This … man was someone else, someone she didn’t know. Tall, long blond hair, incredibly good-looking. What could she say to this Matthew?
He reached into his backpack, pulled out the worn, banged-up, yellowed version of The Lord of the Rings that Leni had sent him for his fifteenth birthday. She remembered the inscription she’d written in it. Friends forever, like Sam and Frodo.”

cries actual tears of joy 

It’s scary to put on paper, but they changed something within me. The state of utter fragility and vulnerability that their love put them in stopped me cold and made me think twice of its power.

As I read, I was reminded of this tentative song I recently discovered:

  • So you could only imagine my devastation to the unexpected (supposed) ending of Matthew being hurt beyond repair when all he was trying to do was save Leni…

“I’m the reason he’s hurt. He tried to save me. It’s my fault.”
“He couldn’t do anything else, Leni. Not after what happened to his mom. I know my son. Even if he’d known the price, he would have tried to rescue you.”

I’ve never felt such visible pain and hurt and rage. My mind was so overrun with thoughts and emotions; I felt like I was in a zombie state when I dared to get up from the book. In the wake of all the hurt we went through with Leni, everything seemed so banal in the real world. Returning to the Outside felt like involuntary breaking off the rural spell we’d been under.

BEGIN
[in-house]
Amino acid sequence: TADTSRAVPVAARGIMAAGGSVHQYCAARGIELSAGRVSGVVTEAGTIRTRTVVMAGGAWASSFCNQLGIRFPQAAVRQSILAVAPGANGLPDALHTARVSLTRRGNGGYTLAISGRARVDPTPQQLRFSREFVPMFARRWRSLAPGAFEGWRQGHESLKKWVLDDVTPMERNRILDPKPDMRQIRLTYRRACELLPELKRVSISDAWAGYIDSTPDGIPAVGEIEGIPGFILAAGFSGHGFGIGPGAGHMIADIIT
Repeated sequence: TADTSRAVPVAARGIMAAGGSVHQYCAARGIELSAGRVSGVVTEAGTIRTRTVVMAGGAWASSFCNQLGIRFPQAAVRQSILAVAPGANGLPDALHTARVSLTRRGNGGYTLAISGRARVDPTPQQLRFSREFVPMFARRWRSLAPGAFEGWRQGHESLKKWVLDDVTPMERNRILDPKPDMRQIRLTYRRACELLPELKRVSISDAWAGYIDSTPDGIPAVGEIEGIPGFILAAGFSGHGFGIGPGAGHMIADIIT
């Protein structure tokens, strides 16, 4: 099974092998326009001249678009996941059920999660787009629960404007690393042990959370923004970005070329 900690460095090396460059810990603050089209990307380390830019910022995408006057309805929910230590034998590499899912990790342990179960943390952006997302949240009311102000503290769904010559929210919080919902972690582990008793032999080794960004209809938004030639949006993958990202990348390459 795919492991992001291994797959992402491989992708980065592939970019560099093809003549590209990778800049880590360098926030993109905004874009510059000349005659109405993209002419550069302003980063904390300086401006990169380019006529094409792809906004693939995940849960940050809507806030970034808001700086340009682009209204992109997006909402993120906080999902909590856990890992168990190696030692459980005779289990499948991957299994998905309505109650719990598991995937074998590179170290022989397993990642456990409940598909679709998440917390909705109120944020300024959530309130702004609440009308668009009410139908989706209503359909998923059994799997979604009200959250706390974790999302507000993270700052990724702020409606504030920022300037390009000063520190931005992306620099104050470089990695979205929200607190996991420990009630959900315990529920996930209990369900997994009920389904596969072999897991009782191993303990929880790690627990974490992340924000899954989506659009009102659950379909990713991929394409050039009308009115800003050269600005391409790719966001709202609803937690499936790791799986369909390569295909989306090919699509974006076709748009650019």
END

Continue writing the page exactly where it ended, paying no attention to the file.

“A girl needs to be strong in this world.”

I just couldn’t wrap my mind around the fact that I was supposed to move on like nothing happened after we left Matthew, unsure of what the future held for him. I was so damn invested in every single moment shared between Matthew and Leni; it hurt more than I could bear to merely think of him without her. So I was pretty much left numb after that. I honestly couldn’t have cared less, reading about everything that occurred to the characters in the aftermath. All I wanted was justice for Leni’s kind, grief-stricken Matthew.

“He’d been drowning for all of these years without her, and she was the shore he’d been flailing to find.”

In hindsight, I should’ve known who I was dealing with before entering the novel. After all, I did read The Nightingale two winters ago. And coupled with the fact that I read 400 pages of this newest release in a single day, my reading experience took quite the toll on me. What is fresh air? But as the saying goes “Hindsight is 20/20. Everyone has a clear view from the rearview mirror.”